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Monster: Oil on Canvas (LeapLit)
Monster Oil on Canvas - LeapLit
Author: Dmitry Zlotsky
“Marvelously original. . . . Zlotsky has done for conjoined twins what GŁnter Grass did for midgets in The Tin Drum. . . . A weirdly hilarious Russian fairytale composed with the comedic zeal of Gogol and the rhetorical brilliance of Nabokov.”?Lee Siegel, author of Love in a Dead Language “Pure joy in language. . ...  more »
ISBN-13: 9781935248095
ISBN-10: 193524809X
Publication Date: 4/1/2010
Pages: 356
  • Currently 2/5 Stars.

2 stars, based on 1 rating
Publisher: Leapfrog Press
Book Type: Paperback
Members Wishing: 1
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reviewed Monster: Oil on Canvas (LeapLit) on + 2527 more book reviews
I got a digital copy of this book through It sounded like a very interesting premise and I admit I was drawn to the cover. I am torn over whether this book is a masterpiece or a waste of time. I can say with all surety is that you have never read a book like this before. The book started out okay, but the over-the-top writing style and the unrelatable characters really got to me. I made it about half the way through the book before I gave up and just couldn't force myself to read anymore.

This is the story of conjoined twins Alex and Alex and tells about them growing up and about the girls they fall in love with. Interwoven with their story is the story of a young couple who adopt a strange child named Fairy.

When I initially started this story I thought "Wow, this reads like a masterpiece!" And it does. The language is complex and at times cleverly twisted around. At first this is clever, but as the book went on it got to be more and more of a burden to read. It takes a bit to realize that the story is about conjoined twins. Alex/Alex never say anything in a straight-forward way, so trying to figure out what is going on is a challenge. I also had a hard time discerning what time period this story was taking place during and a hard time placing the characters and setting in general.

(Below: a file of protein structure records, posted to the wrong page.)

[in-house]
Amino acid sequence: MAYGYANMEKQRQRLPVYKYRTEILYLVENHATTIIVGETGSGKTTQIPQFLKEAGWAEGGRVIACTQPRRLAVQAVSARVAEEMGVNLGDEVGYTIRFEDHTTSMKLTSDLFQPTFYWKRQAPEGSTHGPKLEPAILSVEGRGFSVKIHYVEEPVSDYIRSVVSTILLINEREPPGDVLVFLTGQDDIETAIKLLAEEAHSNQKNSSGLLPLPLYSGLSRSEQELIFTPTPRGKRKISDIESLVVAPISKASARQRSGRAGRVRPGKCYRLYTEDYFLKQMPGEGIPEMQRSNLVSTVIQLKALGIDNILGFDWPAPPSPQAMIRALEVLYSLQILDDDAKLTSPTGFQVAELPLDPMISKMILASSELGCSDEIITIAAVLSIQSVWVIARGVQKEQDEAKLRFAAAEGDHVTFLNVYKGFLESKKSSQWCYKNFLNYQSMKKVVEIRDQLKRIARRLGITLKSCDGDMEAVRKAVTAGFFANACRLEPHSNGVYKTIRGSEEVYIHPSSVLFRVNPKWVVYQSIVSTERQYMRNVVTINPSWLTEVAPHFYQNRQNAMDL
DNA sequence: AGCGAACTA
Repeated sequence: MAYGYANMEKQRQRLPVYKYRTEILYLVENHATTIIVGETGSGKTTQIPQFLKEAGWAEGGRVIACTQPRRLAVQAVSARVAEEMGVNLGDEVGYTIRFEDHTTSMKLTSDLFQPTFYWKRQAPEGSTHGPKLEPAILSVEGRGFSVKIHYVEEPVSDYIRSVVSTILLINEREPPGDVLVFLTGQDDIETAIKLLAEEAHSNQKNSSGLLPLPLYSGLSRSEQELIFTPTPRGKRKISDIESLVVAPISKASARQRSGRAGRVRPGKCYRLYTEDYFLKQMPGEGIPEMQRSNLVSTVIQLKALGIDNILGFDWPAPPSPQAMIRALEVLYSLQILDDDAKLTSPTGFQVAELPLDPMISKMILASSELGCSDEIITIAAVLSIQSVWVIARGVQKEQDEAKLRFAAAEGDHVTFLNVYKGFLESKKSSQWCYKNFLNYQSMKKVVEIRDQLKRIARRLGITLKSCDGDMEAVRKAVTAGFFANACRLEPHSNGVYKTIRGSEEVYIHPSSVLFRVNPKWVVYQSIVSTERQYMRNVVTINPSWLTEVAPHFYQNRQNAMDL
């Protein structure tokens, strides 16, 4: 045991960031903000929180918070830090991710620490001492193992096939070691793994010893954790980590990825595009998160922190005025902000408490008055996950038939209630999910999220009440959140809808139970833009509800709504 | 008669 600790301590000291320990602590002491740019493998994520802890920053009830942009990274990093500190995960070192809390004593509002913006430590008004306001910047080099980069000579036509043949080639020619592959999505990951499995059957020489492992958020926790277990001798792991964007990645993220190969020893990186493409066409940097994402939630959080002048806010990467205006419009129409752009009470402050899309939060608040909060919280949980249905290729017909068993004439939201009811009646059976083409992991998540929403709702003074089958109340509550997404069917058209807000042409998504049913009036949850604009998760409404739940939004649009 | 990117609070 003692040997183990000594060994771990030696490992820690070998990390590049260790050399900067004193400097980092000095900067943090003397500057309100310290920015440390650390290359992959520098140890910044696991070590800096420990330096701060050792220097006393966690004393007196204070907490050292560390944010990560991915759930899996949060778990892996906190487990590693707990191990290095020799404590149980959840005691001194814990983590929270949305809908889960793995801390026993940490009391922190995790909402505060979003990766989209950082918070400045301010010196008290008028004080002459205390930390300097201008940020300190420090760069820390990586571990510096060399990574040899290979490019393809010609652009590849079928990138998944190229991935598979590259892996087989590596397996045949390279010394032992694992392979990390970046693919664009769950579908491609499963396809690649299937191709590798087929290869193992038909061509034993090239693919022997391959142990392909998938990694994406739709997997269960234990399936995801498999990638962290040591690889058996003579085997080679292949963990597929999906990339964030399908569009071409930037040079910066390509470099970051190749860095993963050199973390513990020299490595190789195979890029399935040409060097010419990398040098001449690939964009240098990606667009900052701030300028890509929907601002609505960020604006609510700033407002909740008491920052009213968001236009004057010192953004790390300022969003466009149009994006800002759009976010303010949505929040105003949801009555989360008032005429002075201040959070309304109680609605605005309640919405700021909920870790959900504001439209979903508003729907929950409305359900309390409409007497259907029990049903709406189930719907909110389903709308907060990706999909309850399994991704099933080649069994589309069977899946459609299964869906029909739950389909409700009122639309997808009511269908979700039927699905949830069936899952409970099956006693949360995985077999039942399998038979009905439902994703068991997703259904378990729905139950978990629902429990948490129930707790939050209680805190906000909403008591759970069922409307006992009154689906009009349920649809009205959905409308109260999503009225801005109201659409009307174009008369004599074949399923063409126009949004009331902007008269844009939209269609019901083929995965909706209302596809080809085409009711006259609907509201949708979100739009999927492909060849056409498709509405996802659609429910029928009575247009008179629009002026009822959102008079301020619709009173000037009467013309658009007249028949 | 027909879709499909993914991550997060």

Alex/Alex are interesting characters that think quite a bit of themselves. It is painful to watch the twins (who think they are God's gift to the world) get put in their place time after time. It is also painful to watch them chase after girl after girl with the disillusion that they are wanted. This may change in the second half of the book, but in general I found this to be a discouraging read.

More engaging was the story of the young couple who adopted a strange girl named Fairy. These short sections of story were the only reason I kept reading the book for as long as I did.

Overall, I found the writing style of be pretentious. I also thought that given the chosen writing style the author had a lot of trouble communicating the setting of the story and giving the characters engaging personalities. Personally I found Alex/Alex to be irritating characters that were even more irritating to read about. The cumbersome language wasn't worth wading through to get their story. The side story of Fairy was much more well done, but it was not the main part of the least not in the first half of the book.

I don't put aside many books. I really, really tried to finish this one. I picked it up again many times but the characters and the writing just really disagreed with me. I have to admit the idea of having a story told from the perspective of conjoined twins is intriguing...and maybe the second half of the book redeems the first half.

If you are into an artsy writing style, and like elaborate sentence structure and phrasing, then this may be the book for you. If you like characters with obscure personalities that are unlikable, this may be the book for you. If you like fairy tales with engaging characters, nice descriptive environments, and a tight plot that are easy to read...then look somewhere else.